It’s the nuances that Mudassar strived to inculcate. “The angles, for example. How to use the crease better. I would say something about say, the need to bowl from round the stumps and he would quickly pick it up and do it in training. How to bowl different lengths. He would soak it all up quickly. But I would say he was already really good when he came to me.”

It’s an impression that Naseem Shah gave to people even years before. Sulieman, son of Qadir, remembers the day when Shah’s uncle Saeed brought him to his academy. Clad in Salwar Kameez, a thin eager-eyed kid started to bowl at the ground.

“I am not exaggerating but the very first ball he bowled, I was moved and started to watch with great interest. I had given him an old ball mind you but he bowled superbly. He bowled a few balls and I remember rushing to him to tell him, ‘Naseem, what do you want to do? Under-16, Under-19 and even Pakistan ODI team you will play even if you don’t work hard. That’s the kind of talent you have. But if you work hard, you will play Test match cricket for Pakistan and there is nothing greater than that. Will you?’ “I won’t say that uski zehen mey maine Test dream daala, but I am happy to have played a small part,” Sulaman says.

Some weeks later, Sulaman sent a message to his father Qadir, who was with a ZTBL, a team in domestic cricket. “Baba, you have to see this kid. And he said, Bhejo, send.” Soon, Qadir was a fan. “He has everything: pace, action, and cricketing sense. He is going to be a big cricketer, baba said.”

Around this time, Shah started to work with a former pacer and a respected coach, Saud Khan. “It was Saud bhai who polished him. At the academy we had worked on his run-up, making it more fluent, and then Saud bhai worked a lot with him during this important phase.”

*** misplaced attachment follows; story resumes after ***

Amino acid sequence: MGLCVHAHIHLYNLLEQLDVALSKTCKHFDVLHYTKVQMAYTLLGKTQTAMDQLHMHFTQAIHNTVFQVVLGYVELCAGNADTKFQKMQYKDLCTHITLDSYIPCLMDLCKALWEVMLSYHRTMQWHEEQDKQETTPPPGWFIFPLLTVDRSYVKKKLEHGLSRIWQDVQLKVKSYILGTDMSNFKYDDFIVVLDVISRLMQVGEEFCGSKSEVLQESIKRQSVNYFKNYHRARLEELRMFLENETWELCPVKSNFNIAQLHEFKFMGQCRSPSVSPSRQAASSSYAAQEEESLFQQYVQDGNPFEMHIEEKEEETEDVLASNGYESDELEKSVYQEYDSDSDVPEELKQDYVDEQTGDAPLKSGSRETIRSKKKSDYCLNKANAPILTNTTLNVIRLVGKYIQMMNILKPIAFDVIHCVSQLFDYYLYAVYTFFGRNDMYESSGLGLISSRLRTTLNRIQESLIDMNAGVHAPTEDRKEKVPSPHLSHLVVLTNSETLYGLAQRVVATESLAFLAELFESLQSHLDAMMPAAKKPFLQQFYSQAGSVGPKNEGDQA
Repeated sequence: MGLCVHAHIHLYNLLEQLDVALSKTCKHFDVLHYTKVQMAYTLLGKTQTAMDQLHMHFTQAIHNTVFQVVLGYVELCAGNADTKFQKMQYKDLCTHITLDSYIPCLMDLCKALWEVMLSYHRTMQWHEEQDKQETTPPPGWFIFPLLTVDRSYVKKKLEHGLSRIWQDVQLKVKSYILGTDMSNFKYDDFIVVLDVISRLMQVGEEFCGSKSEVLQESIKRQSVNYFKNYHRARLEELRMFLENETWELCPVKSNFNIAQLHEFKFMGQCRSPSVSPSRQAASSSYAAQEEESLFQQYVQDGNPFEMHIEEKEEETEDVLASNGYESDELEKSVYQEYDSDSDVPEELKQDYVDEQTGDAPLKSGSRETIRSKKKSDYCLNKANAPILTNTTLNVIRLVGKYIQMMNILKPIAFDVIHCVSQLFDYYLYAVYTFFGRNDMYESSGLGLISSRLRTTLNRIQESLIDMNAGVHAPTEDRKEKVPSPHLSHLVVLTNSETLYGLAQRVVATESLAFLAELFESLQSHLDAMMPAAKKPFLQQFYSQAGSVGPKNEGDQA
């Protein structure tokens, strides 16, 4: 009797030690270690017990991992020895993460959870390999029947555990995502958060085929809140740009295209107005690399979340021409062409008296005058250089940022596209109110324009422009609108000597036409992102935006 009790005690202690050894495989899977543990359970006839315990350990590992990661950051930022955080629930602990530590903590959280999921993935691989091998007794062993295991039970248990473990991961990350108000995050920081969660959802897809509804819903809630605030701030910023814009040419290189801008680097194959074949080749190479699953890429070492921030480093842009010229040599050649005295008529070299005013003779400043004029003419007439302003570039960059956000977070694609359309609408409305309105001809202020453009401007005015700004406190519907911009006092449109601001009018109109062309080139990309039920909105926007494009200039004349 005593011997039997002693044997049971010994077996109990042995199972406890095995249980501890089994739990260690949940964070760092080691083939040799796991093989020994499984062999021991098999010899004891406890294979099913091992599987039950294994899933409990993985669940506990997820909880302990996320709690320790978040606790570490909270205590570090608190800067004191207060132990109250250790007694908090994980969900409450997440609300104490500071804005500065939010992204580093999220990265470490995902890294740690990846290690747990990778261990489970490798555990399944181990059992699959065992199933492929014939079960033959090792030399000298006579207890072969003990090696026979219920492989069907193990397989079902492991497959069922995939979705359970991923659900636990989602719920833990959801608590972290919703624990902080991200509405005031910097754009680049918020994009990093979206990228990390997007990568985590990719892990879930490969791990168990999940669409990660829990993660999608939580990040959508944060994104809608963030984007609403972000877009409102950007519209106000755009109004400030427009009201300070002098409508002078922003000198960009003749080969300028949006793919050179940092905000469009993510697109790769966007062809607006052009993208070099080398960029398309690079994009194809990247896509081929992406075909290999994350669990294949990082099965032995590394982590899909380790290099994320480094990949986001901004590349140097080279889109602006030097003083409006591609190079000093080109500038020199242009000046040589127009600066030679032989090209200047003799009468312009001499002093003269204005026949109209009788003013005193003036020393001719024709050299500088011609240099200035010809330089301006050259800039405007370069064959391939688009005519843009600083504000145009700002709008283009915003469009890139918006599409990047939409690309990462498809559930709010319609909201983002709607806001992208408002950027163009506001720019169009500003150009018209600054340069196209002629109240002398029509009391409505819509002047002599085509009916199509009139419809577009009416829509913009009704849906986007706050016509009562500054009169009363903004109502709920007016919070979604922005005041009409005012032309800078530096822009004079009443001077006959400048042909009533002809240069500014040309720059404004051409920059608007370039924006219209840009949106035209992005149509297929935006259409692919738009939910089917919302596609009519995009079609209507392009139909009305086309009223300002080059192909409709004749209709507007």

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Roberts entered the picture around this time. “To bowl fast, you have to be aggressive. That he was. I told him and other bowlers about the need to improve the lower-body strength. The legs. Talked a bit about the need to be accurate with bouncers – even then he was very keen in bowling them,” Roberts laughs. “Nothing out of the world but usual stuff that you tell young pacers but he was very eager.”

“You know the difference between Pakistani and Caribbean pacers?” Roberts warms up. “Here they constantly keep talking about the need for fast pitches. As if in our days, we bowled on really quick tracks. No way. You have to be fast through the air, not off the wicket. If there is help, great but the real job is done through the air. The Pakistani bowlers understand that. The young kid got it too. I am so happy that he has continued to work and Pakistan cricket has helped him to reach Tests. I would be very interested in watching him perform.”

How far can the boy go? Couple of years ago, Mudassar Nazar predicted to this newspaper: “All the way, I would say. He is the real deal. From what I see, he has everything, it’s up to him now.” Roberts says.

Sulieman was at Shah’s house for the mother’s funeral. “I spoke to him that day. And told him ‘remember how happy your mother would be. You are born to do this: be a great fast bowler. Just focus on it’. What did he say? “I will try my best. Playing for Pakistan has been my dream. Mein karoonga.”